“The White Man’s Burden: Historical Origins of Racism in the United States” by Winthrop D. Jordan reveals the problem of racism and slavery in the eighteenth century. In Chapter, Three Jordan writes about the constant growth of the African slaves in the colonies of the USA. He says about the unfair and cruel treatment of Negros and the social belief that white men rule the World. African culture was considered primitive and wild. Those people were reputed as slaves, enable for mental work, but strong to do hard physical work. Even though some Negroes were free, black slaves had a fair of freedom, because the rights of free Negros seemed to be even worse than the rights of the slaves. In his work Jordan shows how the slaveowner makes money, depriving Negroes of their rights and freedoms.
The work by Jordan is a significant document, which is indicative of the historical fact of the crime against Negros. The Negros were slaves, and many colonies made efforts to prevent many Negroes from becoming free (Jordan, 65). The source proves that it was too convenient for white people to have slaves lest they should release their slaves. Merchants and farmers kept slaves as the cheapest labor they could find. The slaveowners developed their business very quickly, making a fortune by selling Negros. They always had their buyers, because the investments compensated hundredfold. It is important to note that the institution of slavery was supported by-laws and national politics of the USA. As a result, the slave population was growing that to provide every American house with a cheap labor force. “This sudden growth of the slave population meant for white men a thoroughgoing commitment to slavery; the institution rapidly thrust its roots deep into a maturing American society… Slavery seemed a necessary response to conditions, a submission to the decrees of life in America” (Jordan, 57). The wrong impression about Africans caused brutal treatment of them as if they were things. Jordan said, “It was the white man who was required to punish his runaways, prevent assemblages of slaves, enforce the curfews, sit on the special courts, and ride the patrols” (Jordan, 61). But the most salient was the position of “free” Negros. Their rights were infringed thus much that the slaves even didn’t want to become free. Dr. Karenga notes that “the morally monstrous destruction of human possibility involved redefining African humanity to the world, poisoning past, present and future relations with others who only know us through this stereotyping and thus damaging the truly human relations among people of today” (Karenga, par.10).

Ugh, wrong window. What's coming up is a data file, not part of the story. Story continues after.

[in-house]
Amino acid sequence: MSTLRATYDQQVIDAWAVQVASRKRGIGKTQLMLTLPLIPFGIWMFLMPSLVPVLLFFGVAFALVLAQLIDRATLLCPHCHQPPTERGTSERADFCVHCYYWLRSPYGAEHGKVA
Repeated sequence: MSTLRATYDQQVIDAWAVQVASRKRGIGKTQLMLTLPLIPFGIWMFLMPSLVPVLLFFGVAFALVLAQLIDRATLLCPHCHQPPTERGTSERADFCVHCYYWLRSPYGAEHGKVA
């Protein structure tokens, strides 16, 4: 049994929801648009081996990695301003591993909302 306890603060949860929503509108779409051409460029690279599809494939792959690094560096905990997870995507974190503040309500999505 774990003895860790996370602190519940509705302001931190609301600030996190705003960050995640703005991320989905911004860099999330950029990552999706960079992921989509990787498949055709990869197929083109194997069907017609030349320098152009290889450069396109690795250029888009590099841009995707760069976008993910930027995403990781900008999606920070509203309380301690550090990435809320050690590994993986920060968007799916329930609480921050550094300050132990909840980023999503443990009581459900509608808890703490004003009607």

Until now fits of anger and aggression against national minorities appear in different parts of the world. Humanity should be conscious of its responsibility for the society they create. The constant confrontation within a social group will sooner or later burst, destroying itself on the inside. It is outrageous that white men were allowed to humiliate, insult, beat up, and even kill their slaves if they were not obeying or made an attempt to escape. The documents like Jordan’s “The White Man’s Burden” are very significant. They help not to forgive the mistakes of the past so that humanity tried to eradicate those evils.
Jordan, Winthrop D. The White Man’s Burden: Historical Origins of Racism in the United States. New York, Oxford University Press, 1974.
Karenga, Maulana. “The Ethics of Reparations: Engaging the Holocaust of Enslavement”. Dr. Maulana Karenga. 2001. Baton Rouge, LA.